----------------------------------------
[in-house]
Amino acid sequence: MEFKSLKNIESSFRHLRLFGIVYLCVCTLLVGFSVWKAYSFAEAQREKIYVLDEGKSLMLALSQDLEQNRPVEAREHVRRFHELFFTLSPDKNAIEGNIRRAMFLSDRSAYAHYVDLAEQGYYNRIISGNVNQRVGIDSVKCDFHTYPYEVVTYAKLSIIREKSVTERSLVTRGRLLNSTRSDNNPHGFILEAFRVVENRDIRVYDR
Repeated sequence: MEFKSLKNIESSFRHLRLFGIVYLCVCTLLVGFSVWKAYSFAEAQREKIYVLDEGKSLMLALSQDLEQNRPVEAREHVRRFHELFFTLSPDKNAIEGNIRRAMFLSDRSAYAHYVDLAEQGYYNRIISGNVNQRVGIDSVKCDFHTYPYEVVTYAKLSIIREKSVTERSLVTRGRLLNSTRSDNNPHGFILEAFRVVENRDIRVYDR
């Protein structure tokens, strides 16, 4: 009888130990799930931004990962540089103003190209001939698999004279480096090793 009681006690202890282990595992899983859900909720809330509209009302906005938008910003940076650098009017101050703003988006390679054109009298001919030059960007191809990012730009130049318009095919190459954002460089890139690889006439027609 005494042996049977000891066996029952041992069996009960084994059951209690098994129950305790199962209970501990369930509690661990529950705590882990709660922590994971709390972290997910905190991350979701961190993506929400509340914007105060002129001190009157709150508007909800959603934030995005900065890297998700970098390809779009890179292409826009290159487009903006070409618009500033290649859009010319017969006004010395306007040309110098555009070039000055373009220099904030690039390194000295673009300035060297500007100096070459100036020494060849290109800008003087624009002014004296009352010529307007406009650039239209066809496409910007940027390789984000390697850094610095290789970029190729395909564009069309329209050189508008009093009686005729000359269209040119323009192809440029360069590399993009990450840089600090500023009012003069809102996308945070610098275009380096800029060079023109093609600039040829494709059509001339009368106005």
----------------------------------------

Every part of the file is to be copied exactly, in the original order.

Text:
[in-house]
Amino acid sequence: MEFKSLKNIESSFRHLRLFGIVYLCVCTLLVGFSVWKAYSFAEAQREKIYVLDEGKSLMLALSQDLEQNRPVEAREHVRRFHELFFTLSPDKNAIEGNIRRAMFLSDRSAYAHYVDLAEQGYYNRIISGNVNQRVGIDSVKCDFHTYPYEVVTYAKLSIIREKSVTERSLVTRGRLLNSTRSDNNPHGFILEAFRVVENRDIRVYDR
Repeated sequence: MEFKSLKNIESSFRHLRLFGIVYLCVCTLLVGFSVWKAYSFAEAQREKIYVLDEGKSLMLALSQDLEQNRPVEAREHVRRFHELFFTLSPDKNAIEGNIRRAMFLSDRSAYAHYVDLAEQGYYNRIISGNVNQRVGIDSVKCDFHTYPYEVVTYAKLSIIREKSVTERSLVTRGRLLNSTRSDNNPHGFILEAFRVVENRDIRVYDR
């Protein structure tokens, strides 16, 4: 009888130990799930931004990962540089103003190209001939698999004279480096090793 009681006690202890282990595992899983859900909720809330509209009302906005938008910003940076650098009017101050703003988006390679054109009298001919030059960007191809990012730009130049318009095919190459954002460089890139690889006439027609 005494042996049977000891066996029952041992069996009960084994059951209690098994129950305790199962209970501990369930509690661990529950705590882990709660922590994971709390972290997910905190991350979701961190993506929400509340914007105060002129001190009157709150508007909800959603934030995005900065890297998700970098390809779009890179292409826009290159487009903006070409618009500033290649859009010319017969006004010395306007040309110098555009070039000055373009220099904030690039390194000295673009300035060297500007100096070459100036020494060849290109800008003087624009002014004296009352010529307007406009650039239209066809496409910007940027390789984000390697850094610095290789970029190729395909564009069309329209050189508008009093009686005729000359269209040119323009192809440029360069590399993009990450840089600090500023009012003069809102996308945070610098275009380096800029060079023109093609600039040829494709059509001339009368106005």